What Mauritius exiting FATF grey list means for India?
(GS-III: Money laundering related issues)
The Financial Action Task Force (FATF) has moved Mauritius out of its grey list.
Why is Mauritius no longer subject to FATF’s increased monitoring process?
Mauritius has strengthened the effectiveness of its anti-money laundering and terror financing process, and has addressed related technical deficiencies to meet the commitments in its action plan regarding the strategic deficiencies that the FATF identified in February 2020.
Why was it included in the list?
For several years, there have been apprehensions about Mauritius being a money laundering route for FPIs due to its limited regulatory oversight.
Implications for India:
The move would enable Indian non-banking and other financial services companies to receive foreign direct investment from funds and vehicles incorporated by international investors in Mauritius. This may indirectly lead to higher investment to India from the Island nation.
It is also expected that now there would be less scrutiny by custodian banks on the ‘beneficial ownership’ (BO) of Mauritius vehicles coming in as FPI and FDI.
Mauritius, which has been one of the largest contributors of FDI, has been recently losing out to jurisdictions like Singapore, Cayman Island, etc., partly because of amendment in the tax treaty with India and also due to it being put on the FATF grey list. Mauritius was put on the list in February 2020. After inclusion in the list, FDI inflow from Mauritius fell from Rs 57,785 crore in 2019-20 to Rs 41,661 crore in 2020-21.
International Snow Leopard Day- October 23
(GS-III: Conservation related issues)
Oct 23 is recognised as International Snow Leopard Day.
The day came into being with the adoption of the Bishkek Declaration by 12 countries on the conservation of snow leopards.
About Snow Leopard:
Scientific name: Panthera uncia.
Habitat: Snow leopards live in the mountains of Central Asia.
Numbers: There are only between 3,920 and 6,390 snow leopards left in the wild.
Range extends through twelve countries: Afghanistan, Bhutan, China, India, Kazakhstan, Kyrgyzstan, Mongolia, Nepal, Pakistan, Russia, Tajikistan, and Uzbekistan.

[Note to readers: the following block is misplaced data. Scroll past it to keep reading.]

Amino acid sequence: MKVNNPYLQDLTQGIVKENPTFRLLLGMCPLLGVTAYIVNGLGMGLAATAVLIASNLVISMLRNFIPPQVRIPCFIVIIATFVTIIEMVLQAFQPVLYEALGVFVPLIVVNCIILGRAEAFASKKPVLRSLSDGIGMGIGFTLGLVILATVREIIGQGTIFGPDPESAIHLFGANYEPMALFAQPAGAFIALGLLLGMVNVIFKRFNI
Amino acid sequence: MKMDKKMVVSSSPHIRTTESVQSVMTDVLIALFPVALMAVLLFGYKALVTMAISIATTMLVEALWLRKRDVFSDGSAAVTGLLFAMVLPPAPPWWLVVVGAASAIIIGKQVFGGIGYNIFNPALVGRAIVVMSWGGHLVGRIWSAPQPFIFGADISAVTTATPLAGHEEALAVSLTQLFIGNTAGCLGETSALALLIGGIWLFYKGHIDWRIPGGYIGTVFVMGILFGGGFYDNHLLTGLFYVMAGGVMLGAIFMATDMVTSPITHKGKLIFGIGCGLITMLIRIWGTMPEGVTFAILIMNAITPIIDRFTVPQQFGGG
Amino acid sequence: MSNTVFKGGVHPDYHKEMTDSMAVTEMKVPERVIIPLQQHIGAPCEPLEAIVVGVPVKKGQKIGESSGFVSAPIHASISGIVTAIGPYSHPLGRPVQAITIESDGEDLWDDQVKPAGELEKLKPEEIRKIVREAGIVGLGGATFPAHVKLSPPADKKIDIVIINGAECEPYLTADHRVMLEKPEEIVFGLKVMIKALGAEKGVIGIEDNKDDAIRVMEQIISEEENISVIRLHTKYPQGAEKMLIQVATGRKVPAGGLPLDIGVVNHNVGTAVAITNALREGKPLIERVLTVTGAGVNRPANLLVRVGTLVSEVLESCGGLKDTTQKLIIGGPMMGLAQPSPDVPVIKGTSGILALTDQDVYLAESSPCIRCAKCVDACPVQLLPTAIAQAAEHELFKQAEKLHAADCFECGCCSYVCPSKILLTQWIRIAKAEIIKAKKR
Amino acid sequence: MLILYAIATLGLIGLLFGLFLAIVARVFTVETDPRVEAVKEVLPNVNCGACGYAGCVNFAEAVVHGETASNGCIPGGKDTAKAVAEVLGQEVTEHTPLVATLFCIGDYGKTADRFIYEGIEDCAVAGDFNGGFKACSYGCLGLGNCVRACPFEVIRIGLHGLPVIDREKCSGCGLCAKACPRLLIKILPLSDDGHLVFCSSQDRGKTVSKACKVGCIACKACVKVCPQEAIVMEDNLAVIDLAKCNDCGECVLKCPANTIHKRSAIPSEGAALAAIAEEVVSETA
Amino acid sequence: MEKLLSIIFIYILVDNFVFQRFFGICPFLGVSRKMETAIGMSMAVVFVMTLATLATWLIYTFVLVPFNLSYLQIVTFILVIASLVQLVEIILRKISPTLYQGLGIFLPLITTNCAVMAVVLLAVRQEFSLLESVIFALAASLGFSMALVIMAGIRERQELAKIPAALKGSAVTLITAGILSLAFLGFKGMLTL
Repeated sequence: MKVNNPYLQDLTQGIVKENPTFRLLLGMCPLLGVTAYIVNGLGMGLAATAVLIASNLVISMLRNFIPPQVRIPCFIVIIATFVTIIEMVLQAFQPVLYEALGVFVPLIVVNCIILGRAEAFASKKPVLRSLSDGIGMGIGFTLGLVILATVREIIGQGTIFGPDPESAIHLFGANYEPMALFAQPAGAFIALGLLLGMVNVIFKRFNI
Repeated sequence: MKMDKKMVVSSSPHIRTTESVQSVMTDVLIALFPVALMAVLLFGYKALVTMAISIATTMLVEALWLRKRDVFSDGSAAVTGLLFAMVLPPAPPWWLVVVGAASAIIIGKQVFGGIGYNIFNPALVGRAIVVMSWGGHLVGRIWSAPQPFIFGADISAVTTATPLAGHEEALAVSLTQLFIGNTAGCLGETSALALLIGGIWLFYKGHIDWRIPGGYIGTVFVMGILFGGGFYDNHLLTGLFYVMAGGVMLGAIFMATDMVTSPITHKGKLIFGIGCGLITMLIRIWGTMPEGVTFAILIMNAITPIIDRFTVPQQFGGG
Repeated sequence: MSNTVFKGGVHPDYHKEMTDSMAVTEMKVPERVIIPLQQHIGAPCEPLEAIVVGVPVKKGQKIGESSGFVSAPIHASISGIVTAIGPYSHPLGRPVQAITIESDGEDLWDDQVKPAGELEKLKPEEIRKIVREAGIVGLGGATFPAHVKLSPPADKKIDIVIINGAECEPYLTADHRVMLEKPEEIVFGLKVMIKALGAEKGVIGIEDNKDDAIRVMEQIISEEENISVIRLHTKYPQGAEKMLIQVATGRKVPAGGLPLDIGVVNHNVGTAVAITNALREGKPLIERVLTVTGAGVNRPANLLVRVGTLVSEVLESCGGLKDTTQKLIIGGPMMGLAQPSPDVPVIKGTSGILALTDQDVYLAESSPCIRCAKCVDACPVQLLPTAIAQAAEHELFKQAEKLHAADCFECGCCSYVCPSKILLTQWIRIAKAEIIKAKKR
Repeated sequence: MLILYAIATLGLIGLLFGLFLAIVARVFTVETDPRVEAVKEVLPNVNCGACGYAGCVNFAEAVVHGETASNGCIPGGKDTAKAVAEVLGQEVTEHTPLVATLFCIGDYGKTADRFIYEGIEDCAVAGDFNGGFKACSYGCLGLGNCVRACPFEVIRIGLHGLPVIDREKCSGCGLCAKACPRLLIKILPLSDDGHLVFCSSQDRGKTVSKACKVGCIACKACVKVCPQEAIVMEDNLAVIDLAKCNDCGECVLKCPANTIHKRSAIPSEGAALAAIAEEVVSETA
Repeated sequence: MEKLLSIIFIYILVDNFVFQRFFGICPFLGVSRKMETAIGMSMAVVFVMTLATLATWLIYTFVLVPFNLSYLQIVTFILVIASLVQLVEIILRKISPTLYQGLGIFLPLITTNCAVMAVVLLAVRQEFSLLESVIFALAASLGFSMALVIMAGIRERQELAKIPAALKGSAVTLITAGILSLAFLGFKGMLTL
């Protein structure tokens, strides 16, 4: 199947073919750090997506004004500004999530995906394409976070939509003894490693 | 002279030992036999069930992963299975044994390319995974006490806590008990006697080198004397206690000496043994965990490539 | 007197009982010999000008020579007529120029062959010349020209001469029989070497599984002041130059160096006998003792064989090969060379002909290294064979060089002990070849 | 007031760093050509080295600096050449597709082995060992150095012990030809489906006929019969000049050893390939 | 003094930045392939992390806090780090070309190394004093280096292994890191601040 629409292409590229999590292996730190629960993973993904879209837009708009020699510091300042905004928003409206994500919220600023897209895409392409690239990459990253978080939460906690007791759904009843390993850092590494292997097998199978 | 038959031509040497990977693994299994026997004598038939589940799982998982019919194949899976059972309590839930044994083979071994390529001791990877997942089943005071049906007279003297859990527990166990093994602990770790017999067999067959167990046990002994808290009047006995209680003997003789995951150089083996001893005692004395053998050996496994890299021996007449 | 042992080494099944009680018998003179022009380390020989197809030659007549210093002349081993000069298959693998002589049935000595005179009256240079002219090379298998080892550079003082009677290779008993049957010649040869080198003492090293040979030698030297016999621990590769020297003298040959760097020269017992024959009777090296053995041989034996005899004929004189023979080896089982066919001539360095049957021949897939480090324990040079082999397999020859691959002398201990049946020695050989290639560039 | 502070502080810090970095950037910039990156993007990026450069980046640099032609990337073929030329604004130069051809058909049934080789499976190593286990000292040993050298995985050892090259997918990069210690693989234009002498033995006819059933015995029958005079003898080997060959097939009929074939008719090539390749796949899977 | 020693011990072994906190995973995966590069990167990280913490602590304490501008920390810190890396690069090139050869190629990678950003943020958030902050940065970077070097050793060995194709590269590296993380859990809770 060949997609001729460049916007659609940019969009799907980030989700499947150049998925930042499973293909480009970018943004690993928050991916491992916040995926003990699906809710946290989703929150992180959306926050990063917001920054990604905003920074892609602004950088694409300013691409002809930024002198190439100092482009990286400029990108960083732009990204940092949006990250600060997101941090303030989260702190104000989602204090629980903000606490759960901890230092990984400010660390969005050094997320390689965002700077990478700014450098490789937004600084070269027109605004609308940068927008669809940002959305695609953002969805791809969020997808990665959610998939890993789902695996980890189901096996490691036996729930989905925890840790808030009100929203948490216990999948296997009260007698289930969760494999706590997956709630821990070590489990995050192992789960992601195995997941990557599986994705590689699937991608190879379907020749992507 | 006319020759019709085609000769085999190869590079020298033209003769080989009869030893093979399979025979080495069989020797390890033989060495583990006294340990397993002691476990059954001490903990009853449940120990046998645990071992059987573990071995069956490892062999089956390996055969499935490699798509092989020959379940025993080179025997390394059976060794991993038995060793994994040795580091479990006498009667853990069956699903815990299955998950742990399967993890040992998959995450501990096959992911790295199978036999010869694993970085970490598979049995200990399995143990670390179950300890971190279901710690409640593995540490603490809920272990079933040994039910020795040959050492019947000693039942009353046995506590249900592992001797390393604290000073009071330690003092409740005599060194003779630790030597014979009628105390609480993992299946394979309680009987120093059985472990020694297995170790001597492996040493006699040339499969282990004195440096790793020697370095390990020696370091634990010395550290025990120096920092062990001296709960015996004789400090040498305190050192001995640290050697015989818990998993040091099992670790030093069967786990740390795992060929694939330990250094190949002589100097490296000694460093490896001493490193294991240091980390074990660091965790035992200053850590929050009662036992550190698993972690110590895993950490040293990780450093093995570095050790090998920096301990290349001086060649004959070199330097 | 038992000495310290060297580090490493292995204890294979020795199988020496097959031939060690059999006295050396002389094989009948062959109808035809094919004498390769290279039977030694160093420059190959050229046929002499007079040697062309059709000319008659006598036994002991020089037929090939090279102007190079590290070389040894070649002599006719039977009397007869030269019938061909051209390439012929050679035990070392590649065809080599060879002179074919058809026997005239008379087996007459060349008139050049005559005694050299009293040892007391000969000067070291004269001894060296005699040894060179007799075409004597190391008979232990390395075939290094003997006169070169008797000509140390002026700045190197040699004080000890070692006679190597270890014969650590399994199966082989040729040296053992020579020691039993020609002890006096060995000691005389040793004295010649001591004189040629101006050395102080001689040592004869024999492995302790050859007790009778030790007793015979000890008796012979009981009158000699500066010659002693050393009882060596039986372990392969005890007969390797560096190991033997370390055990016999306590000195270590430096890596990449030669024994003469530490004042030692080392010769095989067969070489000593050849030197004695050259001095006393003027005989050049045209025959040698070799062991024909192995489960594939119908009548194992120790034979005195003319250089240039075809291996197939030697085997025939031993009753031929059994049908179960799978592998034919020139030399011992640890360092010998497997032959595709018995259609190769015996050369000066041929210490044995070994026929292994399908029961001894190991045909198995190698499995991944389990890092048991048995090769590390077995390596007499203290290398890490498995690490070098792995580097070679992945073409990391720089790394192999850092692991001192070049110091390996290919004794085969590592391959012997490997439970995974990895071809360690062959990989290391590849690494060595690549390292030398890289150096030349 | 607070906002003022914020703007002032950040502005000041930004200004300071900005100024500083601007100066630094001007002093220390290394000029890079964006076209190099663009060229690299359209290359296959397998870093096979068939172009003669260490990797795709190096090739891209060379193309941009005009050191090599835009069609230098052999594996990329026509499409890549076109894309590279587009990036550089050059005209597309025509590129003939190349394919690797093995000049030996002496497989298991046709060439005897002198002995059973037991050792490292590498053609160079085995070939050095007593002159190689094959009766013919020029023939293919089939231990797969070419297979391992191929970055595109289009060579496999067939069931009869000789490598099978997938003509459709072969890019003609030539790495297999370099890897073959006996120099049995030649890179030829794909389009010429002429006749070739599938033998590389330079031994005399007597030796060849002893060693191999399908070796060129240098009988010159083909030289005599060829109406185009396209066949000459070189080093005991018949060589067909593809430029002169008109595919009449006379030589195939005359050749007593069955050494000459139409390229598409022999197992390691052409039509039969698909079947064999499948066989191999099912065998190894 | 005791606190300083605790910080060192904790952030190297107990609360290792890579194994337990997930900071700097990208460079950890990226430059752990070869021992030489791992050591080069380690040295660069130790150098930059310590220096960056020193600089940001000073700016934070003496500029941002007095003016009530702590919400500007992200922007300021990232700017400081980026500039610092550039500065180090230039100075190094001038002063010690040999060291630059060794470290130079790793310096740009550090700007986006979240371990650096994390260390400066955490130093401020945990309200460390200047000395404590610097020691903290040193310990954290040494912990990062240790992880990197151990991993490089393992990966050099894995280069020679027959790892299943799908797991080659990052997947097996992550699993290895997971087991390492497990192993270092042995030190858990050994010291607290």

Conservation Status: Snow leopards were considered endangered species until 2017 but the status was changed to vulnerable later in the year.
Conservation efforts- National level:
As per reports, India is home to about 450-500 snow leopards which can be spotted in the upper Himalayan regions of the country.
India has been conserving snow leopards and their habitats through the Project Snow Leopard (PSL).
India has also been part of the Global Snow Leopard and Ecosystem Protection (GSLEP) Programme since 2013.
For conservation, India has identified three large landscapes, namely, Hemis-Spiti across Ladakh and Himachal Pradesh; Nanda Devi – Gangotri in Uttarakhand; and Khangchendzonga – Tawang across Sikkim and Arunachal Pradesh.
Snow Leopard is in the list of 22 critically endangered species for the recovery programme of the Ministry of Environment Forest & Climate Change.
SECURE Himalaya: Global Environment Facility (GEF)-United Nations Development Programme (UNDP) funded the project on conservation of high-altitude biodiversity and reducing the dependency of local communities on the natural ecosystem. This project is now operational in four snow leopard range states, namely, Jammu and Kashmir, Himachal Pradesh, Uttarakhand, and Sikkim.
Community volunteer programme “HimalSanrakshak” to protect snow leopards.
Conservation efforts- International level:
In 2013, the Bishkek Declaration set a goal of protecting at least 20 snow leopard landscapes with viable snow leopard populations by 2020, and led to the formation of the Global Snow Leopard and Ecosystem Protection Program (GSLEP). Since then, October 23 is commemorated each year as International Snow Leopard Day.
The Global Snow Leopard and Ecosystem Protection Programme (GSLEP) was also launched on the same day to address high-mountain development issues using conservation of the snow leopard as a flagship.
Challenges to their conservation:
Increased habitat loss and degradation, poaching and conflict with communities.